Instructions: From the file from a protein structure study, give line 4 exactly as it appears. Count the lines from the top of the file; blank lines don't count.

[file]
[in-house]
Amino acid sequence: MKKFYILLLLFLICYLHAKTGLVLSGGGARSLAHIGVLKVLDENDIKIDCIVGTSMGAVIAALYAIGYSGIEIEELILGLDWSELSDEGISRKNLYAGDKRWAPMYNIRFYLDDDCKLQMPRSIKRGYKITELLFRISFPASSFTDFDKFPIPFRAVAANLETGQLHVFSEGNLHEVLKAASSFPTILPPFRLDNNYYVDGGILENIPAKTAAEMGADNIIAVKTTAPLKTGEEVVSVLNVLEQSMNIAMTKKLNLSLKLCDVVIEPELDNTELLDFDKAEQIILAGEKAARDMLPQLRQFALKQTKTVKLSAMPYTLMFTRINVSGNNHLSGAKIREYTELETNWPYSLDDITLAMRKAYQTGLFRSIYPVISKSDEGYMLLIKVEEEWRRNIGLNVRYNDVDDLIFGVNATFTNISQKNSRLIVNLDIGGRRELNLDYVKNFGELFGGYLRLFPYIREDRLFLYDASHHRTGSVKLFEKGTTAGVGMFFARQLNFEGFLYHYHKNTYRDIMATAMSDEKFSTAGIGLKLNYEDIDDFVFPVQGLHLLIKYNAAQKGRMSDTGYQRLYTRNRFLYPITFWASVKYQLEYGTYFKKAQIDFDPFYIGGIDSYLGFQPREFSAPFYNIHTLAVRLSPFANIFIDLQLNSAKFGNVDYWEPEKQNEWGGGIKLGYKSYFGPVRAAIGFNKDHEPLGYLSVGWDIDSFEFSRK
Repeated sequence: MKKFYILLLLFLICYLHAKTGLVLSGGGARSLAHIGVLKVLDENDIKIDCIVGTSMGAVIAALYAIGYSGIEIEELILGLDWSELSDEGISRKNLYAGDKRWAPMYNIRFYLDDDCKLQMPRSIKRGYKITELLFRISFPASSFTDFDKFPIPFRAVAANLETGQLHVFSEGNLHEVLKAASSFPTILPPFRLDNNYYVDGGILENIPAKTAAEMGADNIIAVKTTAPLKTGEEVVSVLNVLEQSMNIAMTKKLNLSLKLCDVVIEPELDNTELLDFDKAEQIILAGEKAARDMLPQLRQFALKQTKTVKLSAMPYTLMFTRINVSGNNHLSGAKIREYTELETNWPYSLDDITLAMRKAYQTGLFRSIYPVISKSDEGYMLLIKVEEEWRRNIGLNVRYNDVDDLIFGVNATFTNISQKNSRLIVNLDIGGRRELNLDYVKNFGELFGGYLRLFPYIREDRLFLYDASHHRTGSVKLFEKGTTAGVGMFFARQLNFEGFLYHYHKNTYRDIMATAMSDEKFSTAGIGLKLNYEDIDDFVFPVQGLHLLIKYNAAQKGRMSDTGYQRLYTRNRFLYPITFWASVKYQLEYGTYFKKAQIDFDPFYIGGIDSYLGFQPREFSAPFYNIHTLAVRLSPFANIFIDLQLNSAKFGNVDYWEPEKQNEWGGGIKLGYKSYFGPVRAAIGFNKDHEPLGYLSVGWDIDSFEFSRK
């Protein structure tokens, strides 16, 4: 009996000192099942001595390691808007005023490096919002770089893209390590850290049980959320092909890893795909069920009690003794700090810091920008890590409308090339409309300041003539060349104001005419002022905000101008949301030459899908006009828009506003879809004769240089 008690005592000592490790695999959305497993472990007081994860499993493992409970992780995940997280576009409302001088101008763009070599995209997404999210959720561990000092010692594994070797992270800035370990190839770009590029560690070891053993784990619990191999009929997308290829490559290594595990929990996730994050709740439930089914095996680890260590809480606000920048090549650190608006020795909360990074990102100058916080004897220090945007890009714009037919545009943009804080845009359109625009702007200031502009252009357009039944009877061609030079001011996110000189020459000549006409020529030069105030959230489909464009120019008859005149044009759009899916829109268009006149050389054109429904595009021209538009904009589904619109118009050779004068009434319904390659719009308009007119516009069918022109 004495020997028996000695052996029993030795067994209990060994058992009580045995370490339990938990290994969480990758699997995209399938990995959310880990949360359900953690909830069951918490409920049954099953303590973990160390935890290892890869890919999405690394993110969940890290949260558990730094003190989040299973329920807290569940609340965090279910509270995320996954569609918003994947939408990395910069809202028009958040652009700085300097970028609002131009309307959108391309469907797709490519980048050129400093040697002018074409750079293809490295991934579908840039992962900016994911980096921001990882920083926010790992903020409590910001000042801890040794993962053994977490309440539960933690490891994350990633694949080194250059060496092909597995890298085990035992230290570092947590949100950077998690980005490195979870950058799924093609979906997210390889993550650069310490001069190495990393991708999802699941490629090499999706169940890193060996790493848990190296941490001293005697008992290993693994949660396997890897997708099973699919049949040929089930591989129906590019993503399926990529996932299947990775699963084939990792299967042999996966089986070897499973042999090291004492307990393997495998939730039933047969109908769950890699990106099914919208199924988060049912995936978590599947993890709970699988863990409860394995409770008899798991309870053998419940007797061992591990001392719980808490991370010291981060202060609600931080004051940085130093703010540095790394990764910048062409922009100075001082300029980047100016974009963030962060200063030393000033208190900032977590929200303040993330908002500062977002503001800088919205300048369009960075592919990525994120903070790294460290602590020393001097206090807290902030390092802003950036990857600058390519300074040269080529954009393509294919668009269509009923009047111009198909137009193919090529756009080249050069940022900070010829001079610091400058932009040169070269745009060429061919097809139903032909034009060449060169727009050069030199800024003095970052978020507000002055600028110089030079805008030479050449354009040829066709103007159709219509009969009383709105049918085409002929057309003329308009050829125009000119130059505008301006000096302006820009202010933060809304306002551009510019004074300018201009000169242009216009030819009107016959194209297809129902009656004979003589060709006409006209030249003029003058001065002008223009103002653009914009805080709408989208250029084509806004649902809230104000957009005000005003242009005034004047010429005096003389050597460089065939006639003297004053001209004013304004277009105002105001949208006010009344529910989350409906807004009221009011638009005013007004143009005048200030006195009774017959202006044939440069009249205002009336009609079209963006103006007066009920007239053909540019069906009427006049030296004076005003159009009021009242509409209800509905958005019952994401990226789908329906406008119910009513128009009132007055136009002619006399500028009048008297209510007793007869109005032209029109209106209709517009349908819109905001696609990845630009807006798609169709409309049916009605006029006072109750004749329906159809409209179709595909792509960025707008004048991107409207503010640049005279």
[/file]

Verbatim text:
């Protein structure tokens, strides 16, 4: 009996000192099942001595390691808007005023490096919002770089893209390590850290049980959320092909890893795909069920009690003794700090810091920008890590409308090339409309300041003539060349104001005419002022905000101008949301030459899908006009828009506003879809004769240089 008690005592000592490790695999959305497993472990007081994860499993493992409970992780995940997280576009409302001088101008763009070599995209997404999210959720561990000092010692594994070797992270800035370990190839770009590029560690070891053993784990619990191999009929997308290829490559290594595990929990996730994050709740439930089914095996680890260590809480606000920048090549650190608006020795909360990074990102100058916080004897220090945007890009714009037919545009943009804080845009359109625009702007200031502009252009357009039944009877061609030079001011996110000189020459000549006409020529030069105030959230489909464009120019008859005149044009759009899916829109268009006149050389054109429904595009021209538009904009589904619109118009050779004068009434319904390659719009308009007119516009069918022109 004495020997028996000695052996029993030795067994209990060994058992009580045995370490339990938990290994969480990758699997995209399938990995959310880990949360359900953690909830069951918490409920049954099953303590973990160390935890290892890869890919999405690394993110969940890290949260558990730094003190989040299973329920807290569940609340965090279910509270995320996954569609918003994947939408990395910069809202028009958040652009700085300097970028609002131009309307959108391309469907797709490519980048050129400093040697002018074409750079293809490295991934579908840039992962900016994911980096921001990882920083926010790992903020409590910001000042801890040794993962053994977490309440539960933690490891994350990633694949080194250059060496092909597995890298085990035992230290570092947590949100950077998690980005490195979870950058799924093609979906997210390889993550650069310490001069190495990393991708999802699941490629090499999706169940890193060996790493848990190296941490001293005697008992290993693994949660396997890897997708099973699919049949040929089930591989129906590019993503399926990529996932299947990775699963084939990792299967042999996966089986070897499973042999090291004492307990393997495998939730039933047969109908769950890699990106099914919208199924988060049912995936978590599947993890709970699988863990409860394995409770008899798991309870053998419940007797061992591990001392719980808490991370010291981060202060609600931080004051940085130093703010540095790394990764910048062409922009100075001082300029980047100016974009963030962060200063030393000033208190900032977590929200303040993330908002500062977002503001800088919205300048369009960075592919990525994120903070790294460290602590020393001097206090807290902030390092802003950036990857600058390519300074040269080529954009393509294919668009269509009923009047111009198909137009193919090529756009080249050069940022900070010829001079610091400058932009040169070269745009060429061919097809139903032909034009060449060169727009050069030199800024003095970052978020507000002055600028110089030079805008030479050449354009040829066709103007159709219509009969009383709105049918085409002929057309003329308009050829125009000119130059505008301006000096302006820009202010933060809304306002551009510019004074300018201009000169242009216009030819009107016959194209297809129902009656004979003589060709006409006209030249003029003058001065002008223009103002653009914009805080709408989208250029084509806004649902809230104000957009005000005003242009005034004047010429005096003389050597460089065939006639003297004053001209004013304004277009105002105001949208006010009344529910989350409906807004009221009011638009005013007004143009005048200030006195009774017959202006044939440069009249205002009336009609079209963006103006007066009920007239053909540019069906009427006049030296004076005003159009009021009242509409209800509905958005019952994401990226789908329906406008119910009513128009009132007055136009002619006399500028009048008297209510007793007869109005032209029109209106209709517009349908819109905001696609990845630009807006798609169709409309049916009605006029006072109750004749329906159809409209179709595909792509960025707008004048991107409207503010640049005279």